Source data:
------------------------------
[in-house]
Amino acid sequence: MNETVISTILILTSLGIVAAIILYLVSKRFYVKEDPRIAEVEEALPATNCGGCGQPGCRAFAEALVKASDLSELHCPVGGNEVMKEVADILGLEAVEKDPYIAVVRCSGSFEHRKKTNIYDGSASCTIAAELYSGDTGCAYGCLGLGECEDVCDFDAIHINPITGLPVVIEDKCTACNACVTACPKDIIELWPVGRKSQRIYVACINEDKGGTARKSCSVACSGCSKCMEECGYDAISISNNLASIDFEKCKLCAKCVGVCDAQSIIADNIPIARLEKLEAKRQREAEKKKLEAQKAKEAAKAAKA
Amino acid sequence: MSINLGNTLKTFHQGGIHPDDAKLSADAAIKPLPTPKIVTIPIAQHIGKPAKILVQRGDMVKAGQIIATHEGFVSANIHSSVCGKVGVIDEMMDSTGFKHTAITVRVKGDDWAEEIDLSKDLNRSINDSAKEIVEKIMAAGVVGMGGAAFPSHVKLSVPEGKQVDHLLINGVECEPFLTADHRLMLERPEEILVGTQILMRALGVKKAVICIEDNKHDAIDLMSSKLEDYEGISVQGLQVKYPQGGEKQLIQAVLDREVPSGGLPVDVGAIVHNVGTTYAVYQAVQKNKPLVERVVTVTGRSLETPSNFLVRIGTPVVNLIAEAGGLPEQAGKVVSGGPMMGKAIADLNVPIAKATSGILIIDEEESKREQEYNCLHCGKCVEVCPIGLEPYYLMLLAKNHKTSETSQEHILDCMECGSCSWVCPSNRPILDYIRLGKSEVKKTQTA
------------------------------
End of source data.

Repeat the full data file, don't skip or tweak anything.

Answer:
[in-house]
Amino acid sequence: MNETVISTILILTSLGIVAAIILYLVSKRFYVKEDPRIAEVEEALPATNCGGCGQPGCRAFAEALVKASDLSELHCPVGGNEVMKEVADILGLEAVEKDPYIAVVRCSGSFEHRKKTNIYDGSASCTIAAELYSGDTGCAYGCLGLGECEDVCDFDAIHINPITGLPVVIEDKCTACNACVTACPKDIIELWPVGRKSQRIYVACINEDKGGTARKSCSVACSGCSKCMEECGYDAISISNNLASIDFEKCKLCAKCVGVCDAQSIIADNIPIARLEKLEAKRQREAEKKKLEAQKAKEAAKAAKA
Amino acid sequence: MSINLGNTLKTFHQGGIHPDDAKLSADAAIKPLPTPKIVTIPIAQHIGKPAKILVQRGDMVKAGQIIATHEGFVSANIHSSVCGKVGVIDEMMDSTGFKHTAITVRVKGDDWAEEIDLSKDLNRSINDSAKEIVEKIMAAGVVGMGGAAFPSHVKLSVPEGKQVDHLLINGVECEPFLTADHRLMLERPEEILVGTQILMRALGVKKAVICIEDNKHDAIDLMSSKLEDYEGISVQGLQVKYPQGGEKQLIQAVLDREVPSGGLPVDVGAIVHNVGTTYAVYQAVQKNKPLVERVVTVTGRSLETPSNFLVRIGTPVVNLIAEAGGLPEQAGKVVSGGPMMGKAIADLNVPIAKATSGILIIDEEESKREQEYNCLHCGKCVEVCPIGLEPYYLMLLAKNHKTSETSQEHILDCMECGSCSWVCPSNRPILDYIRLGKSEVKKTQTA